Mark Tobey was an American painter considered a pioneer of abstract expressionism. He became widely known for his innovative and delicate abstract works which are composed in a particular style called white writing. Mark Tobey has always strived to represent the mystical and otherworldly through his art, which was partially caused by his eastern religious beliefs. The artist has strongly embraced Buddhism, Arabic calligraphy, and classical music and mixed them together, which resulted in the creation of a unique visual language. This language got the name white writing and it combines all-over painting with gestural abstraction.
Tobey was born in Centerville, Wisconsin in 1890. He comes from the Segregationalist family and he was the youngest of four children. He was interested in visual arts and decided to study at the Art Institute of Chicago, but at the same time, he was mostly self-taught, which contributed to the pioneering and experimental nature of his work. In 1911, Tobey has moved to New York City and started working as a fashion illustrator for McCall's. Already after a couple of years spent in NYC, his first solo exhibit was held at M. Knoedler & Co. This show was organized by Marie Steiner and she has introduced Tobey to Juliet Thompson, a portrait painter from NYC. Thompson was a follower of the Bahá' í World Faith, and through her Tobey gained an interest in this religion. In 1918 he has formally accepted this faith and got converted at Green Acre the Bahá' í School, which had a profound influenced not only on his artistic development but also on his entire lifestyle. He started to explore the representation of the spiritual in art and read Bahá'í literature as well as more commercial literature based on Eastern philosophy, such as the poems of Khalil Gibran, which are based on mystical Sufi influences.
In his early days, Tobey claimed that forms should be free and dynamic, and this approach was clearly against the old school, Renaissance sense of order. He wanted to shed a new light and give a certain release to lines and forms. Unfortunately, his works that illustrated this attitude got lost. Encouraged by a friend, Tobey left New York and moved to Seattle in 1922, where he was offered a teaching position at the Cornish School. During his days spent at this school, Tobey started to explore art much deeper and his personal works got transformed as well. According to the artist, it was at night in a small and classroom that he made his personal discovery of cubism. He imagined a fly moving around him and the objects in the room and the movement of this imaginary fly has created a complex network of lines, planes and shapes. In this unusual way, Tobey has experienced for the first time the interplay of mass and void, which became the essence of his best and most mature paintings. In 1923, Tobey met a young Chinese artist called Teng Kuei, and from him learned the technique of calligraphy that he was already interested in. The knowledge of calligraphic skills has enabled him to discover the power of freely moving brush, which helped him develop his concept of animated space. After working as an art teacher for a while, Tobey has started traveling around the world and he visiting Mexico, Europe, Palestine, Israel, Turkey, and Lebanon, then Persia, Shanghai, and Kyoto, where he visited a cloister and studied Japanese Zen painting, haiku poetry, and calligraphy.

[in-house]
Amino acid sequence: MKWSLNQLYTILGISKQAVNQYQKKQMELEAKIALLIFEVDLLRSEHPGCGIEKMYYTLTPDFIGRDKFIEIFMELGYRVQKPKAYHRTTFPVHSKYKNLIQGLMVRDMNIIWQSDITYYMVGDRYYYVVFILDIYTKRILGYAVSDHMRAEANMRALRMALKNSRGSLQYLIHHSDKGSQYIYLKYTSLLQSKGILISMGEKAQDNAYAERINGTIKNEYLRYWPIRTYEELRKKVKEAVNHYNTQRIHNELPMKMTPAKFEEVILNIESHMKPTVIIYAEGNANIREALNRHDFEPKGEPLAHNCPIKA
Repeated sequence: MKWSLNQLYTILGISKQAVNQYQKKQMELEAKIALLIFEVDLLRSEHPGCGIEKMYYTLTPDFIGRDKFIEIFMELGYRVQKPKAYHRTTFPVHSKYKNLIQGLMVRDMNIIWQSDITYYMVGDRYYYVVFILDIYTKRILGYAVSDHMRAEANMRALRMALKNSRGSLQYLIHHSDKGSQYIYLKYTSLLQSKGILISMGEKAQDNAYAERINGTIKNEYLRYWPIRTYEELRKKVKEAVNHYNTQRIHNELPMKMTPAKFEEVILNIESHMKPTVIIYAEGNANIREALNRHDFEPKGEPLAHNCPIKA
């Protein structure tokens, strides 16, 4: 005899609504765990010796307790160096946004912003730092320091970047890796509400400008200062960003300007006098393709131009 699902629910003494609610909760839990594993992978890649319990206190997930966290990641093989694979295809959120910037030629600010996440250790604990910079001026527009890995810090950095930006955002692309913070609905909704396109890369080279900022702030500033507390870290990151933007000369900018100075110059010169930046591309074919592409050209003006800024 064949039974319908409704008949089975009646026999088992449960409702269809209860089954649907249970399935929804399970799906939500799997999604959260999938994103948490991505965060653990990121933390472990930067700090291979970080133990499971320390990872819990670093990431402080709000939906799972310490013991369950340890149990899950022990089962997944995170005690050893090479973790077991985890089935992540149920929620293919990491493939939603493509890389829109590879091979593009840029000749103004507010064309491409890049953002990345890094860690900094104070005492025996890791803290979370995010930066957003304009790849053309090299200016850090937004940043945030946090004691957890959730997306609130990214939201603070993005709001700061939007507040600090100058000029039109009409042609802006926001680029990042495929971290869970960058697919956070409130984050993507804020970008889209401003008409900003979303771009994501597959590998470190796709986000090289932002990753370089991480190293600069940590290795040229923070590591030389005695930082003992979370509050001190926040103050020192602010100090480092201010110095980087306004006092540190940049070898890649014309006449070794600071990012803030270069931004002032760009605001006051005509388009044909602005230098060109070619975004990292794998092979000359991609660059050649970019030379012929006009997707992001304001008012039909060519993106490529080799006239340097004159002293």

Tobey is most notable for his creation of so-called white writing technique. This style includes an overlay of light-colored calligraphic symbols on an abstract field often composed of thousands of tiny, interconnected brush strokes. This method, in turn, gave rise to the type of all-over painting style, which was promoted by Jackson Pollock, an eminent American painter to whom Tobey is often compared, besides Sam Francis. What I had learned in the Orient had affected more than I realized, Tobey said.In a short, time white writing emerged. I had a totally new conception of painting. When it comes to his interpretation of this approach, Tobey was known to place very light calligraphic marks and symbols on the top of a darker abstract background, creating a strong and dynamic contrast. In 1944, the artist had his first solo show at the Willard Gallery in New York, and a couple of years later, in 1951, he had another show at the prestigious Whitney Museum of American Art. This exhibition was incredibly successful and it traveled to San Francisco, Seattle, and Santa Barbara afterward.
Soon after his successful shows throughout the United States, Tobey became internationally recognized. In 1959 and 1964 he participated in exhibitions in Kassel, Germany. Eventually, he decided to move to Switzerland and he lived in Basel until his death in 1976. Since then, Tobey has had many retrospectives at the Smithsonian Museum and the National Gallery of Art in Washington, D.C., as well as at the Museum Folkwang in Essen, Germany, and the Foundation Beyeler in Basel, Switzerland. Four of his signed lithographs are showcased at the reception hall in the Seat of the Universal House of Justice, which is the main institution of the Bahá'í Faith that Tobey belonged to throughout his lifetime.
Nowadays, in the 21st century, Mark Tobey is recognized as one of the key figures of abstract expressionism. His unique calligraphic markings and his invention of white writing were very unexpected elements introduced to this specific movement in expressionism. Also, his work stands apart from the other pieces of the same genre because of their delicacy and philosophical depth. Tobey has portrayed an intricate feeling of silence and emptiness in his abstract works, which represents a mysterious bridge between the ancient Eastern and modern Western cultures.
Mark Tobey lived between the United States and Switzerland.
Featured image: Portrait of Mark Tobey © Jeanne Bucher Jaeger
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